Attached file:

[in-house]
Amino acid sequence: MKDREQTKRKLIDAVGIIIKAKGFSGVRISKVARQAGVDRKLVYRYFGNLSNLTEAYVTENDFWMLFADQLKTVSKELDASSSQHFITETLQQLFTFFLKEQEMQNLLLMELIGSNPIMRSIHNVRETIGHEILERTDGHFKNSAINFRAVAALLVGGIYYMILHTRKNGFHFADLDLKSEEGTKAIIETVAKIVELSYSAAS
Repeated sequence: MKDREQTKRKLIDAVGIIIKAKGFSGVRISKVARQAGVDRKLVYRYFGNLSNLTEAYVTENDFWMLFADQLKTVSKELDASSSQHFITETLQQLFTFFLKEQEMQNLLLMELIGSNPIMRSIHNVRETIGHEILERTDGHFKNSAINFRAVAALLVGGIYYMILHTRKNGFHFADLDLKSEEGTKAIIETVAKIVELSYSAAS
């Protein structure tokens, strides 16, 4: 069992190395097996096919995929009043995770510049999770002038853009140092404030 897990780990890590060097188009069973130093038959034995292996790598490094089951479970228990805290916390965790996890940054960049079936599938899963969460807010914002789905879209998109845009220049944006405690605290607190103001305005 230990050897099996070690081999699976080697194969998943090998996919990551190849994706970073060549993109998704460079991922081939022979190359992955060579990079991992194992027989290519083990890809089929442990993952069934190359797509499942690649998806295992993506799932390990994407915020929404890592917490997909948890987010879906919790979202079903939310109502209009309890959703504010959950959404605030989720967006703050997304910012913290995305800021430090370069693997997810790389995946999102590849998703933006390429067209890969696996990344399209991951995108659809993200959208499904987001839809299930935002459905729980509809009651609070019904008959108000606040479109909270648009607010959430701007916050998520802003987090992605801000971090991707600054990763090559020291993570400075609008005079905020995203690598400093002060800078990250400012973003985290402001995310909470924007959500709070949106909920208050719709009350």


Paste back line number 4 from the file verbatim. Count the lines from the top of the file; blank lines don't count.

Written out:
């Protein structure tokens, strides 16, 4: 069992190395097996096919995929009043995770510049999770002038853009140092404030 897990780990890590060097188009069973130093038959034995292996790598490094089951479970228990805290916390965790996890940054960049079936599938899963969460807010914002789905879209998109845009220049944006405690605290607190103001305005 230990050897099996070690081999699976080697194969998943090998996919990551190849994706970073060549993109998704460079991922081939022979190359992955060579990079991992194992027989290519083990890809089929442990993952069934190359797509499942690649998806295992993506799932390990994407915020929404890592917490997909948890987010879906919790979202079903939310109502209009309890959703504010959950959404605030989720967006703050997304910012913290995305800021430090370069693997997810790389995946999102590849998703933006390429067209890969696996990344399209991951995108659809993200959208499904987001839809299930935002459905729980509809009651609070019904008959108000606040479109909270648009607010959430701007916050998520802003987090992605801000971090991707600054990763090559020291993570400075609008005079905020995203690598400093002060800078990250400012973003985290402001995310909470924007959500709070949106909920208050719709009350």